Microsoft offers advice to defend against “ice phishing” crypto scammers whose sole intention is to empty crypto wallets.
Just like ice fishing where you cut a hole in a frozen body of water to catch fish, ‘Ice Phishing’ is a clickjacking or a user interface redress attack, according to Microsoft. It tricks the users into signing a transaction that delegates approval of the user’s tokens to the attacker.
Recently scammers relied on malicious injected scripts to enable ice phishing to compromise the BadgerDAO web app where it managed to delegate the attackers to conduct transactions of nearly $120m attack on BadgerDAO
Christian Seifert, a security researcher at Microsoft in a blog post mentioned, “In an ‘ice phishing’ attack, the attacker merely needs to modify the sender address to the attacker’s address. This can be quite effective as the user interface doesn’t show all pertinent information that can indicate that the transaction has been tampered with.”
According to Seifer, the scammers managed to compromise Badger’s smart contract front-end infrastructure at Cloudflare to gain control over a Cloudflare API key. Allowing the injection of a malicious script into the Badger smart contract front end.
Seifert explained, “This script requested users to sign transactions granting ERC-20 approvals to the attacker’s account.”
ERC-20 is a standard for creating smart contracts on the Ethereum blockchain. These tokens implement an API for smart contracts which allow programmatic transactions. Allowing token owners to transfer tokens though they need to delegate authority to any smart contract that would transact on the owner’s behalf.
Almost 200 individuals ended up handing control of their tokens to the crypto scammers instead of a smart contract in the case of the BadgerDAO theft. This was done since the app interface failed to make it obvious that the “spender” account being authorized was controlled by the attacker.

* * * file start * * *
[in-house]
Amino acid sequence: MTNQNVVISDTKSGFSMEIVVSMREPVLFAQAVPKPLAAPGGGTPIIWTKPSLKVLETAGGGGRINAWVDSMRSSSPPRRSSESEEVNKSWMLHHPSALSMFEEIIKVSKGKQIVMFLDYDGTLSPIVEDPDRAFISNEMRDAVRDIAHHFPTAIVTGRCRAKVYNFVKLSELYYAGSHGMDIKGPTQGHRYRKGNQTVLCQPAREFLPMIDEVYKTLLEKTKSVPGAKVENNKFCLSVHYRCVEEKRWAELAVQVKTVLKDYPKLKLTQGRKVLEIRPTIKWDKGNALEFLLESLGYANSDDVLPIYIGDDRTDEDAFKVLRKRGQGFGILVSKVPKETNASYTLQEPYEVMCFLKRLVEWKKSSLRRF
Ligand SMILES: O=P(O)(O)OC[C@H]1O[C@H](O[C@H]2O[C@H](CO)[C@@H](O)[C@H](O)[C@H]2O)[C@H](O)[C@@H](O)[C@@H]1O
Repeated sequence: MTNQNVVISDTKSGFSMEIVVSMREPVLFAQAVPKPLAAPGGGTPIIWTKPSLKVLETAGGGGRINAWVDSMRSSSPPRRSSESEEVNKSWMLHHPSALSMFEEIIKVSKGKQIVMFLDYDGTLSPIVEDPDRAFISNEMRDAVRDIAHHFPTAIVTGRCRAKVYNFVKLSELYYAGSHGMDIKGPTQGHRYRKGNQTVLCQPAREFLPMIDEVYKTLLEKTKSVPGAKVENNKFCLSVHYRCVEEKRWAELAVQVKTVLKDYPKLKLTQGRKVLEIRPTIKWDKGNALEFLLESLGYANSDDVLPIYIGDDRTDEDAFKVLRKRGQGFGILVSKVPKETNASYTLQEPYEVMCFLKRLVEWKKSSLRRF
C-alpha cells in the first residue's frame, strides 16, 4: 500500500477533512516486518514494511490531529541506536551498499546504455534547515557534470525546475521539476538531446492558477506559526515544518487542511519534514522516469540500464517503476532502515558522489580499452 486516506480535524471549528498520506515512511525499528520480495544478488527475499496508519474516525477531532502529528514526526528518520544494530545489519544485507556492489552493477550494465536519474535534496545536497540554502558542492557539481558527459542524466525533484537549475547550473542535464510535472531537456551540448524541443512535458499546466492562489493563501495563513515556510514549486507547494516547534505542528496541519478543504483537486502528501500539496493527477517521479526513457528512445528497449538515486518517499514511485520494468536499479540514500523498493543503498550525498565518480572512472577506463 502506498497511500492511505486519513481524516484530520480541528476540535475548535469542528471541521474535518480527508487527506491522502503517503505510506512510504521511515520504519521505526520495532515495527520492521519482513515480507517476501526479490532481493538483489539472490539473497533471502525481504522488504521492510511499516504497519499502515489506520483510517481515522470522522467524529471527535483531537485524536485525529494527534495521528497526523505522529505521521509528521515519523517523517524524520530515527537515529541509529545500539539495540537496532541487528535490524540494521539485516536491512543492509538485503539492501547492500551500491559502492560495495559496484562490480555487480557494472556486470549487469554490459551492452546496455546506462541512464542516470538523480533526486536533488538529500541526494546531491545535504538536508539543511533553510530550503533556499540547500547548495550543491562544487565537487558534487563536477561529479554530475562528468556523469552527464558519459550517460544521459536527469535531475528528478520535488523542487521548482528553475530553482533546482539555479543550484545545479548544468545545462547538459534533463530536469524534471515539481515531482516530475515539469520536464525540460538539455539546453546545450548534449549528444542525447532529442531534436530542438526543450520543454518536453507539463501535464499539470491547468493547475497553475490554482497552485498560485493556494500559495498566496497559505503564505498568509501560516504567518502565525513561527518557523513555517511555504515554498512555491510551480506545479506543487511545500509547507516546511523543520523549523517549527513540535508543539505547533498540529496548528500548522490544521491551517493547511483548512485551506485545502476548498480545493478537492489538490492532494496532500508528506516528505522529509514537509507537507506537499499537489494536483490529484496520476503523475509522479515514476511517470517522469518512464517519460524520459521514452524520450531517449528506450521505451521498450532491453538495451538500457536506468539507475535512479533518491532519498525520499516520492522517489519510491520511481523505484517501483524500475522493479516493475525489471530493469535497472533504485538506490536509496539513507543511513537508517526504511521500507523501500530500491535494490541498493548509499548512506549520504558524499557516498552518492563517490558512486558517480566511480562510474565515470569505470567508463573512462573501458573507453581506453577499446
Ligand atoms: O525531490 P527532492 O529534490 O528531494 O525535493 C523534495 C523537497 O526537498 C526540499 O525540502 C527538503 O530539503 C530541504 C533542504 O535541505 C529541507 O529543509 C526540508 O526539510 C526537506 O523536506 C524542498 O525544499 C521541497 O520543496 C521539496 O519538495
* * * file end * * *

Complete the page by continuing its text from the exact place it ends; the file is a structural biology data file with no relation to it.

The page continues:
Such forms of cybercrime are tuned for “web3,” which is to say decentralized finance and related blockchain jargon, according to Seifert.
The bad actors scan social media for people seeking support for wallet software and respond with spoofed support messages in a bid to convince victims to reveal private crypto wallet keys.
New tokens are distributed for free which causes transactions involving tokens to fail with an error message, this redirects the victims to a phishing site or malware installer. While impersonating legitimate smart contract front ends or wallet software nabs private keys directly.
You can call it web3, but in reality, it is just the same old web, code, and scammers which make it seem shiny and new.
Microsoft has provided a solution to mitigate cryptocurrency-focused attacks. It has created open-sourced and agent on Forta, a smart contract threat-detection platform. It takes care of the software that looks for suspicious token approvals – the precursor of ice phishing – and suspicious transfers, which can be helpful.
According to Seifert to protect themselves from threats like the BadgerDAO attack, users must “review the smart contract you are interacting with and review the code in your npm dependencies.” Though he also calls out a real problem with the entire web3 ecosystem, the lack of consumer protection.
He said, “[T]hese recommendations put a lot of burden on the users; we encourage web3 projects and wallet providers to increase usability to help users perform these actions.”
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